In a later tweet that was subsequently withdrawn, Musk then indicated that "the issue was stiction in the biprop throttle valve, resulting in control system phase lag."

Anything he leaves for more than 0.5 seconds is going to be reported, retweeted, screenshotted and several articles posted. Just google "musk stiction biprop" and you get plenty hits, no real "undo" button for such a public figure.

Comment: Re:Students + Anonimity (Score 1) 231

by Kjella (#49486421) Attached to: Can Online Reporting System Help Prevent Sexual Assaults On Campus?

Indifferent is not the right word, but they're looking to see if there's a reasonable chance whether an investigation could result in a conviction and that's far from just rapes. I've had my car vandalized at night, no witnesses and really just reported it for the insurance claim. I've had a pair of brand new shoes stolen at the gym, no cameras pointing in that direction, I just reported it for the statistics so they know how much crime is really going on.

They come into the police station thinking now I'm going to get him caught and punished, but what they often end up hearing is essentially "So you were raped and from what you're telling me he's going to get away with it" and that really hurts. The standard of evidence often feels unreasonable, like what do you expect a written confession or a video recording? That's the flip side to the justice system, if you know you've been the victim of a crime but the perpetrator gets away with it the illusion that the law will protect you shatters.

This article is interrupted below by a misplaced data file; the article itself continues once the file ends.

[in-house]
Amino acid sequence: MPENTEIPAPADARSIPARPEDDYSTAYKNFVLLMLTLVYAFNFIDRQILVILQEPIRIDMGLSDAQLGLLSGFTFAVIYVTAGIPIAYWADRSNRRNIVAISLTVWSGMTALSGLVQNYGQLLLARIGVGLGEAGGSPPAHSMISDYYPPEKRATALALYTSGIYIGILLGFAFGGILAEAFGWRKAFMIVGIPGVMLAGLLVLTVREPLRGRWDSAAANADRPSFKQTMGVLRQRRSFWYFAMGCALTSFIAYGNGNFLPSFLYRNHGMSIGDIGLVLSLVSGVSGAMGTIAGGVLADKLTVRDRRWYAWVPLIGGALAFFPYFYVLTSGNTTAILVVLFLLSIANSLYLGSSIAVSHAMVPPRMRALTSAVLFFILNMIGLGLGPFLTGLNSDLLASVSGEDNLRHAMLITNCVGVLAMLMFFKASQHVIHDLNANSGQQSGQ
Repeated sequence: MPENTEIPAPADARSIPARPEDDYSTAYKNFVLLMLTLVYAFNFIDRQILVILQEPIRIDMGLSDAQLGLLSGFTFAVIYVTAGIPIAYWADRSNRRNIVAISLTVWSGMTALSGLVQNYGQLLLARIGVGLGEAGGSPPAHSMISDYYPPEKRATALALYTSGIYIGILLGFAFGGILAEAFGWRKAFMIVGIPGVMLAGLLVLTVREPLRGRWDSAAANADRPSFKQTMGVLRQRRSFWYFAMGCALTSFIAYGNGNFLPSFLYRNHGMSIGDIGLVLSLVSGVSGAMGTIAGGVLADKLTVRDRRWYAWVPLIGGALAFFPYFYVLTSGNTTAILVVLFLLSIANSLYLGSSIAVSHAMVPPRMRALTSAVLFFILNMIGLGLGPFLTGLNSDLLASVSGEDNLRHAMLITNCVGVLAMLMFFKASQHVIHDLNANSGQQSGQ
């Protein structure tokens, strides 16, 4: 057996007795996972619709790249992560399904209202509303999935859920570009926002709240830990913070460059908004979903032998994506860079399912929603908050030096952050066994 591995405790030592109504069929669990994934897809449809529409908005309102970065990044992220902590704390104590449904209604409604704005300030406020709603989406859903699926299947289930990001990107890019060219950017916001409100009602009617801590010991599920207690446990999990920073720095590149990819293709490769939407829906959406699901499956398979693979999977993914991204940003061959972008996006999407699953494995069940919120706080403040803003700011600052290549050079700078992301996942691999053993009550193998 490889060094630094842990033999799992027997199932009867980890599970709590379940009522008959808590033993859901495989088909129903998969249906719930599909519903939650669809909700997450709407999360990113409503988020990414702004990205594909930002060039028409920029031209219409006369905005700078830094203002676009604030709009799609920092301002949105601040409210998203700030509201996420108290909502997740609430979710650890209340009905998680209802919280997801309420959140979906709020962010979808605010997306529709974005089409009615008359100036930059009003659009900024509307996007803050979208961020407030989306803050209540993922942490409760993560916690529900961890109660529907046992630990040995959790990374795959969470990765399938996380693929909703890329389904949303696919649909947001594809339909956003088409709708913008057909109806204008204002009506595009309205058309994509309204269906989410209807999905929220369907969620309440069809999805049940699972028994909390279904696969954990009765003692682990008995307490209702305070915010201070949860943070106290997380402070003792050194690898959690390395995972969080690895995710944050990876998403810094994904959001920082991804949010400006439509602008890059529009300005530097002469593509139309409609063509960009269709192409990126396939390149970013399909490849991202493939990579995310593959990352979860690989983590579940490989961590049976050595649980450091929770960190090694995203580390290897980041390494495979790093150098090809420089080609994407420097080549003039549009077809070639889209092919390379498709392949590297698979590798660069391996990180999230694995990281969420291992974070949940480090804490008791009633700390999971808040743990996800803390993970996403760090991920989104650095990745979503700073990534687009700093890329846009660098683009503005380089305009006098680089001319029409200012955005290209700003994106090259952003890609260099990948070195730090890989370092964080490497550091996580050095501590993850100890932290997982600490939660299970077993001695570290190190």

Which is not to say that the gun nuts are right, it wouldn't have stopped my car from being vandalized or my shoes stolen and if she wasn't in any condition to put up a fight she wouldn't have been able to get hold of and fire a gun either. What you're really experiencing is that bad men will be able to do bad things to you and there's really no sane way of making 100% sure it doesn't. The justice system makes a difference, but it won't make things right and fair. And I'm pretty sure heaven and hell is a fairy tale for adults.

Comment: Re:Do not want (Score 1) 189

by cayenne8 (#49485711) Attached to: The Car That Knows When You'll Get In an Accident Before You Do

They told me that they were checking to see if people were wearing their seat belts and their licenses were not expired.

Funny...

I remember when they were putting in the mandatory "wear your seatbelt" laws, in order to get them passed in many states, they said specifically that you could NOT get pulled over for not wearing one, that it could not be a primary offense for stopping you.

Now, of course..it is.

And people wonder why I tend to be hesitant to grant the police/govt any new powers over me and new regulations.

I can't hardly think of a law passed that later wasn't expanded or used in creative new ways other than it was intended or sold to the public, in order to get it passed.

Get hold of portable property. -- Charles Dickens, "Great Expectations"